Fannie Semi-Tonal

Eat, Knit and Dye

I had no plan when I started this colorway. I had an empty fish pan and some leftover Jacquard Acid Dyes. My original goal was something stripy. That didn’t happen. But do I care? No. Why? Because the journey is half the fun!

I’m clearly in the middle of an obsession with Fannie because I’m using that base once again! And what’s not to love about this 100% Superwash Merino Wool?

The yarn was soaked in water before being placed in the fish pan. Water and 1 tsp of citric were added until the yarn was almost submerged. And the fish pan was stretched across two burners. I turned on the heat and brought the temperature to right before simmering.

In a condiment squirt bottle, I filled them with leftover Jacquard Acid Dyes. There are a blue and a purple bottle. Using the bottle, I added the dye.

First, I placed stripes of purple dye at regular intervals.

Second, I place the blue dye also at regular intervals.

I’m going to be honest. I wasn’t loving the stripes. It was a bit boring and bland for me. Using a prong, I squished the yarn around and that helped the dye disperse.

I left the dye exhaust. The yarn has gotten fairly evenly coated, but the color still seemed a bit anemic.

Using the handy dandy shower ring, I picked up the yarn and added dye directly to the water. I used both purple and blue.

And the dye exhausted. Nothing left to do but rinse it and hang it up to dry. 

It’s a really nice tonal. Certainly not one of the more exciting yarns that I have created, but still an excellent staple yarn. Or pair it with a more exciting yarn. I’ll put it in the win category.

It’s a really nice tonal. Certainly not one of the more exciting yarns that I have created, but still an excellent staple yarn. Or pair it with a more exciting yarn. I’ll put it in the win category.

Stay tuned for next week where I make another fade set!

Ready to make your unique colorway? Hop on over to Makers' Mercantile® and pick up your undyed yarn and supplies. We can’t wait to see what you make, so tag us on social media with #makersmercantile!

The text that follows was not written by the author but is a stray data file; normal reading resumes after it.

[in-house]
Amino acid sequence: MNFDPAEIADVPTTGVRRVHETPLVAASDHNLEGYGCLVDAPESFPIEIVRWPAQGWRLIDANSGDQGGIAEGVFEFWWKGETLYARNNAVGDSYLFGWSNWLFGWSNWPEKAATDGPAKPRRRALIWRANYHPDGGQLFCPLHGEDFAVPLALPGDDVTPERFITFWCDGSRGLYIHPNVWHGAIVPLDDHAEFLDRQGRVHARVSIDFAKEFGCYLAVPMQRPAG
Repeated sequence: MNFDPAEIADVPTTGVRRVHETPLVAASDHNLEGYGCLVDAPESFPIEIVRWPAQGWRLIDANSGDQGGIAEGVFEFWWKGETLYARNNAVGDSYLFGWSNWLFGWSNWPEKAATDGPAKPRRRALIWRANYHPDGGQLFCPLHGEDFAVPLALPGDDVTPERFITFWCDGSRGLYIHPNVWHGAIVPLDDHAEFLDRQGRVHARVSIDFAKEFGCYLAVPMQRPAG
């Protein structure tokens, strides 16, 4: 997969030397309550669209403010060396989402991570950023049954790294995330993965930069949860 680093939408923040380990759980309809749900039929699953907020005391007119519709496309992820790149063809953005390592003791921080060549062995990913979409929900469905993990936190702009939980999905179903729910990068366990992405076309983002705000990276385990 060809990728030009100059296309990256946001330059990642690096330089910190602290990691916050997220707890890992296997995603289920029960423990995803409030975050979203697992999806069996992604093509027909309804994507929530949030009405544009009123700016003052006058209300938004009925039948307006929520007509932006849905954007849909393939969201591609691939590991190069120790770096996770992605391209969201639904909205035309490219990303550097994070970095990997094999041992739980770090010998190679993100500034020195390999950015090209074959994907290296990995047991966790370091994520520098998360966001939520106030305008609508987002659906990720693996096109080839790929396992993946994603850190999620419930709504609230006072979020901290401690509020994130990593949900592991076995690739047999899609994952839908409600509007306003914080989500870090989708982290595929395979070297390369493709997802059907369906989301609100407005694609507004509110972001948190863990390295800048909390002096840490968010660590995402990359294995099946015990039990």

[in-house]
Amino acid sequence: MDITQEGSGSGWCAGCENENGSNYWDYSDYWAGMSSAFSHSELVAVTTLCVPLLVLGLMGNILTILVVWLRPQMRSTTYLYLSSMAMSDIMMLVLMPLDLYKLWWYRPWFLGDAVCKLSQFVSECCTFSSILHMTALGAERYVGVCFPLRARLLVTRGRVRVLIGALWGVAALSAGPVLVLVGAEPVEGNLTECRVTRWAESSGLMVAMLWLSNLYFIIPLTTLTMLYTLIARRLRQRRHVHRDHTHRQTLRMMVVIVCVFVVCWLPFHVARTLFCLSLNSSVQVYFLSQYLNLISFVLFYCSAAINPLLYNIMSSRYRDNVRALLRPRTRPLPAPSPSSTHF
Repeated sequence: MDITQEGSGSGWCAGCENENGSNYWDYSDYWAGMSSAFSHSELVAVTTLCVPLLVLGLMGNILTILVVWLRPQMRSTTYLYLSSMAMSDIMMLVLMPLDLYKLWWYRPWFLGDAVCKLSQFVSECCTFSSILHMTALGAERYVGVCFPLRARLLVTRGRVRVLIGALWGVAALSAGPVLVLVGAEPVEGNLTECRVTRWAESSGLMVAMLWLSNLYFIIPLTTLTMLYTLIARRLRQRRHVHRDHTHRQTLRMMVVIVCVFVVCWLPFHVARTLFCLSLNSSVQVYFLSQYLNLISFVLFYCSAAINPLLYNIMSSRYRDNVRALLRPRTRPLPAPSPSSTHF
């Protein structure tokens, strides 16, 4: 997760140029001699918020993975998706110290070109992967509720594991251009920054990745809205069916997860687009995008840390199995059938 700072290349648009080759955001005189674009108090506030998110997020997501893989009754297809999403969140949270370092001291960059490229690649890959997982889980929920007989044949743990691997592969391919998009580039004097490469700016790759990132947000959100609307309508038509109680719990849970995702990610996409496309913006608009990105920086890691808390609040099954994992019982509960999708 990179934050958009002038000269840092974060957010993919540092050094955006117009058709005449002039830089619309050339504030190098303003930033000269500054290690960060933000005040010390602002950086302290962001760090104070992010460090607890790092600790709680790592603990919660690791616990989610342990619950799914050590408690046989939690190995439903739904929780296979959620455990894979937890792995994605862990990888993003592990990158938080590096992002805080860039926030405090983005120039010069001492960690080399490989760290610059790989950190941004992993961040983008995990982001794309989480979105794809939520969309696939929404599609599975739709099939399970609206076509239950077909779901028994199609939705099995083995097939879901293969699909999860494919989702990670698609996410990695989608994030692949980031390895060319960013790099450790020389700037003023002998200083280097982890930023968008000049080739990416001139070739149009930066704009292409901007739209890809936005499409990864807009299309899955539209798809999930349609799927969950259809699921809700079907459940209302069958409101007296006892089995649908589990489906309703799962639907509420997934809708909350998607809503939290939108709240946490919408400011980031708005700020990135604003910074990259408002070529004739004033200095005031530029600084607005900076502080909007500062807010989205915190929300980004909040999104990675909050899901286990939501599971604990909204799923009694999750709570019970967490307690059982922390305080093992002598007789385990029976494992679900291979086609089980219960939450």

About Tara
Tara Warburton is the former graphic designer for Makers' Mercantile® and a fine artist. She specializes in watercolor and colored pencil illustrations. She lives with her two cats, who are not helpful when knitting.

Tara Warburton's Frost Fairy

Fannie Breaking

Eat, Knit and Dye

Sometimes when I am dyeing yarn I have a plan. Sometimes I have no idea what I am doing. Sometimes I just make it up as I go. This is one of those occasions. And spoiler alert: I am so enraptured with this colorway. Hold on to your horses, and let’s see what happened!

I’m using Fannie this week. I like the crispness of this 100% Superwash Merino Wool. It coordinates nicely with Zitron Lifestyle yarn.

As I was preparing for a day of yarn dyeing, I was tying the hanks with bindings so they don’t get all tangled. On this one, I decided to do something weird. I folded the hank in half and tied it into bubbles. I tied it tight because I was interested to see what the tie resists do.

I soaked the yarn bundle in water and 1 tsp citric acid for 30 minutes.

The soaking wet hank was placed into my crockpot with no additional water.

To make the colors, I pulled out some teacups and put a few drops of the Neon Blue, Neon Purple, and Green into individual cups. I added a few drops of the Blue into each cup. The teacups were filled with water, but I didn’t do any mixing.

I poured half the cup of dye water over a bubble.

I repeated that process with the purple and green alternating the blue. 

Taking a leap of faith, I figured the crockpot wouldn’t burn the yarn because it can only get so hot. I covered it with a lid and set it to high heat for an hour. I knew the runoff of the dye would make mud on the bottle of the skein, but because green, blue and purple complement each other for the most part, I wasn’t too worried.

After an hour, I fished the yarn out of the crockpot with tongs and let it cool in the sink.

I cut off the ties (look at the resist!) and rinsed the yarn.

And off it went to dry.

This is where I did my happy dance. The dye broke! What does that mean? It means the individual colors of the dye separated and set at different times. For example, the purple broke into purple and pink, which is a delicious watercolor effect. I don’t know where the navy came from, but I love it!

Just another example where it shows its pays to not have a plan!

Stay tuned for next week and another I-have-no-idea-what-I’m-doing experiment!

Ready to make your unique colorway? Hop on over to Makers' Mercantile® and pick up your undyed yarn and supplies. We can’t wait to see what you make, so tag us on social media with #makersmercantile!

About Tara
Tara Warburton is the former graphic designer for Makers' Mercantile® and a fine artist. She specializes in watercolor and colored pencil illustrations. She lives with her two cats, who are not helpful when knitting.

Tara Warburton's Frost Fairy

Fannie and the Crockpot

Eat, Knit and Dye